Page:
I liked pieces of this book and I disliked parts of this book. It took me a little while to get through, since I only had a couple hours at most each day to read, and maybe that got in the way a little of being able to fully enjoy this. It just felt like there wasn’t much progress and I had a hard time connecting with the characters.

I’m still not a huge fan of Rhine as a character. Once she breaks free of the mansion, it becomes a focus of her thoughts, and she even refuses to take off her wedding ring; the last major thing tying her to the marriage with Linden. Where her quiet resistance in the first book made sense, in Fever, I kept wanting her to fight. To dig deep and find a way to fight for what she wants, to know she made the right decision in leaving and bringing Gabriel with her. It never happened and while a possible explanation entered near the end of the book, I’m not sold and I really hope DeStefano can make me believe it in the next book.

Gabriel still doesn’t interest me. In Wither, he was hardly around enough to form a real connection with. In Fever, he’s around more, but half the time he’s drugged and not himself, a quarter of the time either he or Rhine is sleeping and that last quarter is what he really is. I’m sure a lot of people are completely in love with him, and I see his potential, but he’s just not there. I haven’t seen enough of him as him to really feel the romance between him and Rhine.

The other thing that left me feeling disappointed was the plot. It felt like a lot of running and hiding, but there weren’t any answers to questions. It felt a bit like running on a treadmill. You’re doing something, but getting nowhere. Things happened, and I understand that they had to happen, but it just feels like it was a lot for nothing. And yet it somehow kept me interested and the ending has me ready to read the next book.

What I really loved about this book, though, were the secondary characters, especially Maddie. I fell in love with her hard this book. Lilac, Jared, Silas, and Claire were wonderful additions to the story and I found myself wanting to read more about them than I did Rhine and Gabriel. They were different and extremely wonderful to read.

Fever had as much potential to be a great story as Wither, but it fell a little short. It’s still an interesting story, but I wish there was a little bit more to Rhine and Gabriel. There’s enough to the book to keep me reading, and I hope DeStefano can write a conclusion that blows me out of the water.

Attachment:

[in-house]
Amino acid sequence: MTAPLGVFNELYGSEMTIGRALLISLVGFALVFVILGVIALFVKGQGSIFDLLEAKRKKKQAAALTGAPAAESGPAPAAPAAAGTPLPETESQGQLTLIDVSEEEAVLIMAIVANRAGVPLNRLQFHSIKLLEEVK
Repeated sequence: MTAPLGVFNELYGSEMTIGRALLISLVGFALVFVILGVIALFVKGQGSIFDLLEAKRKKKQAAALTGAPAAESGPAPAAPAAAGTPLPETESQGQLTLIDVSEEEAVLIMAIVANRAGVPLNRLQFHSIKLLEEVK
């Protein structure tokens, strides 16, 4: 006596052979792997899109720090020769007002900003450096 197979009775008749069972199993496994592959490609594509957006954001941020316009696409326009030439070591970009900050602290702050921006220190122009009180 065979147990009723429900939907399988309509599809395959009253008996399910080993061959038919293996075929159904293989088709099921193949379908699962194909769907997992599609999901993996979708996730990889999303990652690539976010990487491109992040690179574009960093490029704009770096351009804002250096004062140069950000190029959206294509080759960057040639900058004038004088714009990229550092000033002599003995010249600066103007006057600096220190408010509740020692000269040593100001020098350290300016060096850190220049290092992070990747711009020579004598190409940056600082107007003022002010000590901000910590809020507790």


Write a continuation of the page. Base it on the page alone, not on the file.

Wither by Lauren DeStefano

I think DeStefano has an interesting idea for a story. It’s a bit different than most of what’s out there and it has the possibility to explore some really great topics. If you know you’re going to die at a certain age, how would you live your life? What would you do, what you say, what kind of person would you be? Unfortunately, for as much as DeStefano tries, Wither comes up a bit short.

It was hard to connect with Rhine. I didn’t completely understand her motives behind wanting to leave so badly. If you only have 20 years to live, would you rather spend them hiding with your brother in a basement using a gun to protect you from intruders, or in a mansion where anything you want, you can get? I wish there had been more reasoning behind Rhine’s urgent need to leave. I just had a hard time making sense of her. Other than that, she’s a mostly likable person and there’s a lot of room for her to grow and I’ll be reading to see what she does.

Linden fell completely flat for me as a possible love interest. He’s completely oblivious to most everything around him and I found him to be just a little creepy. He has no problem taking on multiple wives, one of them barely into her teens. He has no clue about what his father does in the basement of the mansion and I found it hard to believe he’d never question anything his father told him. He had a lot of potential to be a strong character and it wasn’t quite reached.

Gabriel was hardly even around and while I found his relationship with Rhine a little sweet, it was still hard to believe they had more than an incredibly strong friendship. He’s there for a little while, and then disappears. It felt more like Rhine was attaching to him simply because he wasn’t Linden instead of having actual feelings for him. I hope this will be explored more in Fever.

I was really looking forward to reading this book and unfortunately, it was a little disappointing. It felt like it wasn’t quite finished because there was so much room for growth in each character and the plot. It tried, but it didn’t quite succeed.